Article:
— The Inns and Taverns of "Pickwick" - With Some Observations on their Other Associations • B.W. Matz

... the aster had given place to the yellow jasmine and the chrysanthemum; once in the early spring, when those had been succeeded by the almond-blossom and the crocus; and again in the following year, when the beautiful county of Kent was rehabilitated in summer clothing, thus enabling him to verify observations, to correct possible errors arising from first impressions, and to gain ...
— A Week's Tramp in Dickens-Land • William R. Hughes

... good examples can still be bought from dealers whose agents secure them from time to time when property is being rebuilt. In the Victoria and Albert Museum there is a long oblong plate on which is cast the arms of Browne of Brenchley, in Kent, probably made in the second half of the seventeenth century. There are others with cherubs and curious supporters of shields of arms. A still earlier piece, probably cast about the year 1600, is an oblong Sussex back deeply recessed, on which is the arms of John Blount, Earl of Devonshire, ...
— Chats on Household Curios • Fred W. Burgess

... is not quite so happy as we meant it to be. Kent can't come with us as we had planned, but will have to stay in Louisville for some months, and may not be able to leave at all this winter. There is some complication of our affairs, that makes it best for him to be on hand until the matter is settled. I remember ...
— Molly Brown's Orchard Home • Nell Speed

... of a belief in those very influences.[173] There is here, clearly, no pro-religious thesis. The whole drift of the play shows that Shakspere shares the disbelief in stellar control, though he puts the expression of the disbelief in the mouth of a villain; though he makes the honest Kent, on the other hand, declare that "it is the stars ... that govern our conditions;"[174] and though he had previously made Romeo speak of "the yoke of inauspicious stars," and the Duke describe mankind as "servile to all the skiey influences," ...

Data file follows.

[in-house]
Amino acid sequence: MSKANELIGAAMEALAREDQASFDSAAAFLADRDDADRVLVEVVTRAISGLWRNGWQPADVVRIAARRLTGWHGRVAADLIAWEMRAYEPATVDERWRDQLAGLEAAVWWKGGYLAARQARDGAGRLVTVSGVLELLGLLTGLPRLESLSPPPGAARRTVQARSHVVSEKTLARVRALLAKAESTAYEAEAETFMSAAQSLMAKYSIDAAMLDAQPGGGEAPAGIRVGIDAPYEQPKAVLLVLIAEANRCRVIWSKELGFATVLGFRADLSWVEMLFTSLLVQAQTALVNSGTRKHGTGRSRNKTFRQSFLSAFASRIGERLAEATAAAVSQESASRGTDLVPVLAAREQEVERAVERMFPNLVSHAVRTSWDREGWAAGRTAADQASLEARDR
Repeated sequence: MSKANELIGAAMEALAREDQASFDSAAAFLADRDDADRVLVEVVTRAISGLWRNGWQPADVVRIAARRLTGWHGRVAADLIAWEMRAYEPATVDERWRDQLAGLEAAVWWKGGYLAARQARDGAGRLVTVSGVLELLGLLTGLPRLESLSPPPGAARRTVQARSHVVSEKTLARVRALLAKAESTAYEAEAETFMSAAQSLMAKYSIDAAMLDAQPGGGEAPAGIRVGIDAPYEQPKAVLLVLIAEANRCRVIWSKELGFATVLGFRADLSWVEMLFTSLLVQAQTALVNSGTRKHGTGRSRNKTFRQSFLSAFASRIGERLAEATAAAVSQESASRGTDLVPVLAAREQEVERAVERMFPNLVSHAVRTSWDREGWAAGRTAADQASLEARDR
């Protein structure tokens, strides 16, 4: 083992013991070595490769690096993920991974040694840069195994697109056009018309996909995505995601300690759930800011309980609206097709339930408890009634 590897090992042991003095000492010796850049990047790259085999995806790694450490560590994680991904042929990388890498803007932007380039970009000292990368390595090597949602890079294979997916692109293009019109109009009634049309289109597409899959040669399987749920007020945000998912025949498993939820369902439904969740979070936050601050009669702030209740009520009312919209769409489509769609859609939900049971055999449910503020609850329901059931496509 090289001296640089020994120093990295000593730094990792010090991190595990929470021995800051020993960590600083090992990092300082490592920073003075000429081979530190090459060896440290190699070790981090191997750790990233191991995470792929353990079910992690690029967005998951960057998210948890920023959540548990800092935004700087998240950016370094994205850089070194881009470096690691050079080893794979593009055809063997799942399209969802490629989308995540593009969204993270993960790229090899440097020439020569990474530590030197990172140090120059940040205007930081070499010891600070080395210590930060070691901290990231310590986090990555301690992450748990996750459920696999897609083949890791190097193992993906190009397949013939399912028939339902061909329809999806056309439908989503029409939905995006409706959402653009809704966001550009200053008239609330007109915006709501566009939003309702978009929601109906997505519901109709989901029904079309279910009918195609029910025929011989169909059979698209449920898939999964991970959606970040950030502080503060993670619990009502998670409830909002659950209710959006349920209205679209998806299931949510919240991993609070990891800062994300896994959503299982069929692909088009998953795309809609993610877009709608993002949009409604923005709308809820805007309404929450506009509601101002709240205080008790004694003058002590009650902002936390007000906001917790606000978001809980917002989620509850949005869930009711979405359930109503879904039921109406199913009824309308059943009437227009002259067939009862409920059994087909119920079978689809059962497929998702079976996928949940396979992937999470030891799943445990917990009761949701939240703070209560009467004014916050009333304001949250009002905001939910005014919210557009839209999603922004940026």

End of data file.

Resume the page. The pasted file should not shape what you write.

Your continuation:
— Montaigne and Shakspere • John M. Robertson

... I cannot clearly tell; all I know is that it is my own county, I mean the county from which I come—say Kent—and the match is at Old Trafford or Bramall Lane, against either Lancashire or Yorkshire. But the important thing is that my side is a man short. This man either has been taken ill or has had to go away because of a bereavement. I am not clear as to that, but he is not there, anyway, and ...
— Punch, or the London Charivari, Vol. 156, June 4, 1919. • Various

... for the rest of the winter to a warmer climate, so his mother takes him to Algiers. During this interlude Susan is to go to stay with a great-aunt who lives at Ramsgate, a small town by the sea in the eastern part of Kent, the county of England to the south-east ...
— Susan - A Story for Children • Amy Walton

... I was a boy, I can remember hearing a song sung in Kent, in praise of that country, which I never could find in print, and of which I am now glad to recollect the ...
— Notes and Queries, Number 16, February 16, 1850 • Various

... Westminster Assembly, 1643, where his profound knowledge of the original tongues made him somewhat of a terror to certain extremists among the divines. He had at an early age been appointed steward to the Earl of Kent, and at the house of his widow, with whom he had long lived in such close friendship as to give rise to the belief that they were m., he d. Among other works may be mentioned a description of the Arundel Marbles (1629), a treatise concerning the Jewish ...
— A Short Biographical Dictionary of English Literature • John W. Cousin

... meaning of the stanza. The "towering pine" of the Sierras tells of the disappearance of the mining camp; the "stately spire" of Kent tells of the death of Dickens; both bear witness to the potent ...
— Ontario Teachers' Manuals: Literature • Ontario Ministry of Education